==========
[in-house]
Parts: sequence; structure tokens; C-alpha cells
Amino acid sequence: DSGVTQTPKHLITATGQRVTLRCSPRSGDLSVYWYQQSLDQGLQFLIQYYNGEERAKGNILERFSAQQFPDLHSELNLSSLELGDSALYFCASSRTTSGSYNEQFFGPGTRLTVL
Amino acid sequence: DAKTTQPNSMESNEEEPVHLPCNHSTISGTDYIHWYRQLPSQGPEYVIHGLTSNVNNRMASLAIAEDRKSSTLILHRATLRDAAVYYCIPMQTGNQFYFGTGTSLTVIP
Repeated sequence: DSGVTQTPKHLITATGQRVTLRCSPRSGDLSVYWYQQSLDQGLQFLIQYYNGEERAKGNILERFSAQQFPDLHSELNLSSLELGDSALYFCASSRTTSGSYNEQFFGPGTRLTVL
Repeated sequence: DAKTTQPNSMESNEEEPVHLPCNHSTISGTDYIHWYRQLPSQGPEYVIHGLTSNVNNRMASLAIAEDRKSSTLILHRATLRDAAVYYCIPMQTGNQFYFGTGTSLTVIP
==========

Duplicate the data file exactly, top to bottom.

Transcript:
[in-house]
Parts: sequence; structure tokens; C-alpha cells
Amino acid sequence: DSGVTQTPKHLITATGQRVTLRCSPRSGDLSVYWYQQSLDQGLQFLIQYYNGEERAKGNILERFSAQQFPDLHSELNLSSLELGDSALYFCASSRTTSGSYNEQFFGPGTRLTVL
Amino acid sequence: DAKTTQPNSMESNEEEPVHLPCNHSTISGTDYIHWYRQLPSQGPEYVIHGLTSNVNNRMASLAIAEDRKSSTLILHRATLRDAAVYYCIPMQTGNQFYFGTGTSLTVIP
Repeated sequence: DSGVTQTPKHLITATGQRVTLRCSPRSGDLSVYWYQQSLDQGLQFLIQYYNGEERAKGNILERFSAQQFPDLHSELNLSSLELGDSALYFCASSRTTSGSYNEQFFGPGTRLTVL
Repeated sequence: DAKTTQPNSMESNEEEPVHLPCNHSTISGTDYIHWYRQLPSQGPEYVIHGLTSNVNNRMASLAIAEDRKSSTLILHRATLRDAAVYYCIPMQTGNQFYFGTGTSLTVIP